For ŠKODA this was the only Le Mans race in the company’s history. In the years that followed, the brand’s special models were no longer able to participate in the French 24-hour race due to the difficult political situation.

    The original ŠKODA Sport, which today belongs to a private Czech collection and has been fully restored, should have been back on the track in front of crowds of spectators at the beginning of July to mark the 70th anniversary of its Le Mans debut and ŠKODA’s 125th anniversary. However, the Le Mans Classic – held biennially since 2002 for historic racing cars that participated in the endurance classic before 1979 – had to be postponed to 2021 due to the COVID-19 pandemic.
     
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  3. RADASON

    RADASON Dazed and confused Miembro del Club

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    Por supuesto!
     
  4. cybermad

    cybermad Clan Leader

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    :devil:
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  5. Gus

    Gus Tali-bahn Administrador Coordinador

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    El prototipo existente del Mercury Capri ASC/McLaren en venta...

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  6. cybermad

    cybermad Clan Leader

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    BMW USA ha preparado 5 unidades de M850i cabrio para el orgullo, con los colores del arco iris, el nuevo logo transparente con la palabra PRIDE (orgullo) en lugar de BMW, y con el slogan Driven by Pride :chulo:

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    Última edición: 29 Jun 2020 a las 19:48
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  7. 392C

    392C Forista Senior

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    Hubiera encajado mucho mejor el Serie4
     
  8. nebur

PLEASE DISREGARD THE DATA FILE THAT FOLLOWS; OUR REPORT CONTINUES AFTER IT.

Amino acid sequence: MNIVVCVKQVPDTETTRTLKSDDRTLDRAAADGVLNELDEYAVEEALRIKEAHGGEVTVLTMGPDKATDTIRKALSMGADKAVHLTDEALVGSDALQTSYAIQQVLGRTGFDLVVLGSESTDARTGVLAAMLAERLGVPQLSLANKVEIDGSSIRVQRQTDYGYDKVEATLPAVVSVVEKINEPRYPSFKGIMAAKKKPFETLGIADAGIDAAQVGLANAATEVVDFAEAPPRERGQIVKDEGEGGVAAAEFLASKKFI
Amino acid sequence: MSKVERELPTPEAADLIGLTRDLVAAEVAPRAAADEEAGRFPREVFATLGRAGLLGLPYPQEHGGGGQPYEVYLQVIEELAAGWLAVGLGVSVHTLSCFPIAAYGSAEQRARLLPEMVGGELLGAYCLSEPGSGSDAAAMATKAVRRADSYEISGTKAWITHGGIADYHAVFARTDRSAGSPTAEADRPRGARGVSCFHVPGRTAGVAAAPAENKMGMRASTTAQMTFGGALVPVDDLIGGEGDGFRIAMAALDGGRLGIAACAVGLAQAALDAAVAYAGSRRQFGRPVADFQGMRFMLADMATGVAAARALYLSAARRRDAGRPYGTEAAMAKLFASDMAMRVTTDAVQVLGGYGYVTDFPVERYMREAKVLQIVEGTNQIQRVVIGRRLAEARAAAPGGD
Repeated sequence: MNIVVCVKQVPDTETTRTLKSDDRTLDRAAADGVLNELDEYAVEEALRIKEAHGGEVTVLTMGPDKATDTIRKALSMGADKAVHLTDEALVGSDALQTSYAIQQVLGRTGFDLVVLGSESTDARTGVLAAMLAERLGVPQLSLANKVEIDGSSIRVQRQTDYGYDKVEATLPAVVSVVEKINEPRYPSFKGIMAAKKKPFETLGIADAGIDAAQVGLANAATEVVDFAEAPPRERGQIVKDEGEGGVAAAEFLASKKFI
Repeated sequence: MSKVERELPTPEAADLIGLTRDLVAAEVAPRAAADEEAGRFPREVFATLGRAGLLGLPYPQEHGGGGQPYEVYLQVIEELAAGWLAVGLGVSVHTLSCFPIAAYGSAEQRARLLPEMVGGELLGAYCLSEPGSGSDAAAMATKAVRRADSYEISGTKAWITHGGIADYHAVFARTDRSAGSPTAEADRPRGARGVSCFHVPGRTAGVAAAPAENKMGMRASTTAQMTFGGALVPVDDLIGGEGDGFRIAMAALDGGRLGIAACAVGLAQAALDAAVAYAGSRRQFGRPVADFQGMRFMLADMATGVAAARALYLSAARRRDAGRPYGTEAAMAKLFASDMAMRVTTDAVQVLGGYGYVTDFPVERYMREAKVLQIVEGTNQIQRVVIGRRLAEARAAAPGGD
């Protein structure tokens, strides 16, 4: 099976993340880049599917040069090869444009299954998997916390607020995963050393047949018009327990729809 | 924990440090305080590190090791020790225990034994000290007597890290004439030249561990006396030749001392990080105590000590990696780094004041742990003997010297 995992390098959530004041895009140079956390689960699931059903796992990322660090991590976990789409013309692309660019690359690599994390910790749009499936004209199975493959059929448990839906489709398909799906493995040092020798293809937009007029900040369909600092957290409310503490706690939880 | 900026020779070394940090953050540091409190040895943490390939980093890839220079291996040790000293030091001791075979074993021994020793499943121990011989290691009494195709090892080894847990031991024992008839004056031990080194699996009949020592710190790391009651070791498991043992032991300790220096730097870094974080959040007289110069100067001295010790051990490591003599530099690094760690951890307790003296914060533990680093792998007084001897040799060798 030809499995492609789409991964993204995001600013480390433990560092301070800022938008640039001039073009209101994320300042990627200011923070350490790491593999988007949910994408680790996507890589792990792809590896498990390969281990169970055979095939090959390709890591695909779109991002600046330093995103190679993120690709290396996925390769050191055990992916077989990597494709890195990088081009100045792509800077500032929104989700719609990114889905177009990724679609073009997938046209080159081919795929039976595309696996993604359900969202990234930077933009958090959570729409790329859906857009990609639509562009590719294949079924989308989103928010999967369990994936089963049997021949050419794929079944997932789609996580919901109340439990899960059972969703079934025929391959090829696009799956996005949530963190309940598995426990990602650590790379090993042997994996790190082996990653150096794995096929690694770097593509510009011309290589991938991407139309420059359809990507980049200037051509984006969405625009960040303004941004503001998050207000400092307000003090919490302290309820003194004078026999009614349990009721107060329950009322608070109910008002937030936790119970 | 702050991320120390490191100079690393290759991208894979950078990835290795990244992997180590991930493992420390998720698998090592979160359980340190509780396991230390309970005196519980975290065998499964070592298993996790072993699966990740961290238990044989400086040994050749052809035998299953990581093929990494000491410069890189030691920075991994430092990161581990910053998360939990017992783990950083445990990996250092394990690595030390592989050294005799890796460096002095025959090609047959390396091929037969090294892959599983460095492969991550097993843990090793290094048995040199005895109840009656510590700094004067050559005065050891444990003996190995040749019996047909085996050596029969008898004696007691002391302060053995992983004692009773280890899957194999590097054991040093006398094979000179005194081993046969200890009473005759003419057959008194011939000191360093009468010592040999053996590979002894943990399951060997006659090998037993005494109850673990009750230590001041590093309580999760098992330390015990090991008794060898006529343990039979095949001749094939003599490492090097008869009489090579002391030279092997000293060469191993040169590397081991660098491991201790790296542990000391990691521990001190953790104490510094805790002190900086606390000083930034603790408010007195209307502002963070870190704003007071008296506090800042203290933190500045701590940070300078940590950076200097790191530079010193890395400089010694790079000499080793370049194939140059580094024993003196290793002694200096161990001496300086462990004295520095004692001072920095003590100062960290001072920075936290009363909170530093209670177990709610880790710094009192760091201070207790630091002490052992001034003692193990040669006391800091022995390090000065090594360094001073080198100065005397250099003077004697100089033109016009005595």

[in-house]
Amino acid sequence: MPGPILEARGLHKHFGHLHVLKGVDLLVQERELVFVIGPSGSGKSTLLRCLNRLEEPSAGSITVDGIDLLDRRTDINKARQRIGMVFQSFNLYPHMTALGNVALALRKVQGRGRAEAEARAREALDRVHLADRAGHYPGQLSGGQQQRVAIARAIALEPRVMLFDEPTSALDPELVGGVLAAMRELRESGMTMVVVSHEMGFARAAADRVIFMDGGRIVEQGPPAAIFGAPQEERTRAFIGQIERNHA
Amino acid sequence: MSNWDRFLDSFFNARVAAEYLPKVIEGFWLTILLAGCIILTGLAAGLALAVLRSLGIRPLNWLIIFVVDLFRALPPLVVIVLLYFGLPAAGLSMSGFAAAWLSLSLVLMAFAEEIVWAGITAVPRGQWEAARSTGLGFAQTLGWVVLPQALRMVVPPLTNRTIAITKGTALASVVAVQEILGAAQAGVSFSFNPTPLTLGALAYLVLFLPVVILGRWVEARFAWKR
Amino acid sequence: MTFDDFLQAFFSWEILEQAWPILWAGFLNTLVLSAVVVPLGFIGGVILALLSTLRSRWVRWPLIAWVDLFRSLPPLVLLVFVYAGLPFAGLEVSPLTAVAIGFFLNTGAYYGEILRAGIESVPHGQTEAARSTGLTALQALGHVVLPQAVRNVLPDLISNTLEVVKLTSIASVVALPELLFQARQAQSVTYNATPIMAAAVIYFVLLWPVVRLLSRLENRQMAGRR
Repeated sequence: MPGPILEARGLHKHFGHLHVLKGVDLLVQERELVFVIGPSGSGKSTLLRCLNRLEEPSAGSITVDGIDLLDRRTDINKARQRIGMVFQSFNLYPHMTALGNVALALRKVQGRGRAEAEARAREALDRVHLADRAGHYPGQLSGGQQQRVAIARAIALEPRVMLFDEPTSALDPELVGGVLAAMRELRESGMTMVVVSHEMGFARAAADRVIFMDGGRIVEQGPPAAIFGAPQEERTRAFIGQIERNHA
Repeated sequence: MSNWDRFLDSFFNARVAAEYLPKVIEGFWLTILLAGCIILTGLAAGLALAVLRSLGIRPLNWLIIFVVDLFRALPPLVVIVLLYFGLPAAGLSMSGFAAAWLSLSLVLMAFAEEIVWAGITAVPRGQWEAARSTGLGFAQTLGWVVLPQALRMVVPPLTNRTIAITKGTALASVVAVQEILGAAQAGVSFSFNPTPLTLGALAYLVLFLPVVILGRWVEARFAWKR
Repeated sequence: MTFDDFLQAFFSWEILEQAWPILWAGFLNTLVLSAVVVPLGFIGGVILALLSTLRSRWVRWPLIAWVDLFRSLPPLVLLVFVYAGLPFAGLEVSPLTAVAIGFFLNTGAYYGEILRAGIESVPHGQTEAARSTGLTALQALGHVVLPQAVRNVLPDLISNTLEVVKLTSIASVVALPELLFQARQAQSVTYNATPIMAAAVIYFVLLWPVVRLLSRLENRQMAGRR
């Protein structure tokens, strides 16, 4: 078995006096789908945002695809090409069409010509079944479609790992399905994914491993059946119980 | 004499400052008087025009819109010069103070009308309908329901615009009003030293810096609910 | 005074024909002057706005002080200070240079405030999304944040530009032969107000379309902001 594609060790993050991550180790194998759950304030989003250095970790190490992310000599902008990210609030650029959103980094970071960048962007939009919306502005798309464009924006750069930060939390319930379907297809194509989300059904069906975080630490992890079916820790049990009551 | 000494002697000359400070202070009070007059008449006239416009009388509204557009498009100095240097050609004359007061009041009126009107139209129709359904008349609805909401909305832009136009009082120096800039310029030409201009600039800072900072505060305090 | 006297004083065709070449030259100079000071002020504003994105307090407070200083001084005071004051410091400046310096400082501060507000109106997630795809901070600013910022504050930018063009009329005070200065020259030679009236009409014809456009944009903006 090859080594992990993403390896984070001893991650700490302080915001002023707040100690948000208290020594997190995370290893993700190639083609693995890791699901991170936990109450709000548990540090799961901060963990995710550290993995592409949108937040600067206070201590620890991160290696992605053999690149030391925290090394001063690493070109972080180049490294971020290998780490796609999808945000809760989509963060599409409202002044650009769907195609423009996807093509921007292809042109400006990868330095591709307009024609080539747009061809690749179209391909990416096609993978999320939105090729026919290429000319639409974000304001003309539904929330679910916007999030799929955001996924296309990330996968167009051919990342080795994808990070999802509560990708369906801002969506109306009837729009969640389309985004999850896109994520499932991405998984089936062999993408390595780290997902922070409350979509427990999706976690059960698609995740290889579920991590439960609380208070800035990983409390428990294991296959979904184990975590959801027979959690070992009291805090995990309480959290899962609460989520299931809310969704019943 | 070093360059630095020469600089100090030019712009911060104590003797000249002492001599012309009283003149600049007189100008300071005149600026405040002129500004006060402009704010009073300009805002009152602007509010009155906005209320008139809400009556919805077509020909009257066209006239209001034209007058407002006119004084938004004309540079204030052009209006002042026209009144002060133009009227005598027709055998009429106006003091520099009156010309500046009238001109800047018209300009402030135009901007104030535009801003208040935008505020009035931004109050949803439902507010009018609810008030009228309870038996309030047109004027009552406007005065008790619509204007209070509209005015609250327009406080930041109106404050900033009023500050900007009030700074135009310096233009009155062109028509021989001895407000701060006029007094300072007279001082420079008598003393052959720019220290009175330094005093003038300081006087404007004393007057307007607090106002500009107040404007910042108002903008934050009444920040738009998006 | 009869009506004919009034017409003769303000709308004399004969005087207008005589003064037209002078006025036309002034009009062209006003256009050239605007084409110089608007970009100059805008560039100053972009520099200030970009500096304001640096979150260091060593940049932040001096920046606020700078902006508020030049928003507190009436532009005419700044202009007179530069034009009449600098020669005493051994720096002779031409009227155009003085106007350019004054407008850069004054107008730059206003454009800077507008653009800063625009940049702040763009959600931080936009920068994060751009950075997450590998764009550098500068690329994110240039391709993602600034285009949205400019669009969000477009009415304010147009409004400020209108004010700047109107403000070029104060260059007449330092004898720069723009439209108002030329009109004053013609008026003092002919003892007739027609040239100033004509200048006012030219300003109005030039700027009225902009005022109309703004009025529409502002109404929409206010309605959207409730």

nebur Clan Leader Miembro del Club

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    En Fiero y en media Multipla
     
  9. roger bm

    roger bm Mitico Miembro del Club

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  10. cybermad

    cybermad Clan Leader

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    En todo caso el serie 5...:devil:
     
  11. 392C

    392C Forista Senior

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    Tanto vale. Yo lo decía por la morrera
     
  12. Gus

    Gus Tali-bahn Administrador Coordinador

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    Dan ganas de merterlo en el ascensor y bajarlo al parque p´a los niños :LOL:
    Que era....con base Fiesta? (esas llantas parecen los de los XR2
     
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  13. cybermad

    cybermad Clan Leader

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    Si que parece de juguete, igual hasta lleva pedales :LOL:

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    Cars Only Bob Lutz Remembers: The 1983 Ford Ghia Barchetta Concept


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    Bob Lutz admitted in his book Guts that he “possesses a certain duality of mind,” and he ain’t kidding. After all, how could someone spend a career in an industry built on “the industrial logic of scale” (to borrow a phrase from Sergio Marchionne) while trying to connect new vehicles with the lust centers of the human brain without developing a certain amount of creative schizophrenia? But, as anyone who has ever driven a Pontiac Solstice knows, sometimes compromises are made between the conflicting pulls of lust and practicality… and when those compromises must be made, Lutz tends to err on the side of lust. I confronted him about this tendency in our recent conversation, and rather than accept the criticism, he doubled down on his premise that lust-worthy design is more important than practicality. And he illustrated his point by telling the tale of a long-forgotten concept and its troubled path to production.


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    The story began, almost inevitably, when I asked Lutz if he had any regrets about the Solstice/Sky “Kappa” program. Did he ever second-guess himself on design decisions made in that program, I wondered. Was practicality unnecessarily sacrificed? Would more usability have had any effect on sales of the Solstice or Sky? After the briefest moment of reflection, Lutz answered with a fairly emphatic negative. But rather than leave it at a simple “no,” Lutz unfolded a parable about product development that began the year after I was born.

    Do you remember, we did a two-seat Fiesta roadster at Ford of Europe one time? I forget what it was called… we didn’t call it a Speedster, but it was… I guess it was kind of like a Porsche Speedster. If you Google it… it had a unique body… I think we showed it at the Geneva show… 84 I think.

    It was a really neat looking car with a very fast front end. It kind of reminds me of the BMW Z3 because the hood had to stay level for a while to clear the engine and then it dropped off sharply. It was a two-seat roadster with a very short back end… the wheels were all the way in the back. It was cute as all get-out… but the functionality was probably close to zero. No back seat, no trunk, nothing… just a very basic, low-cost, two-place roadster.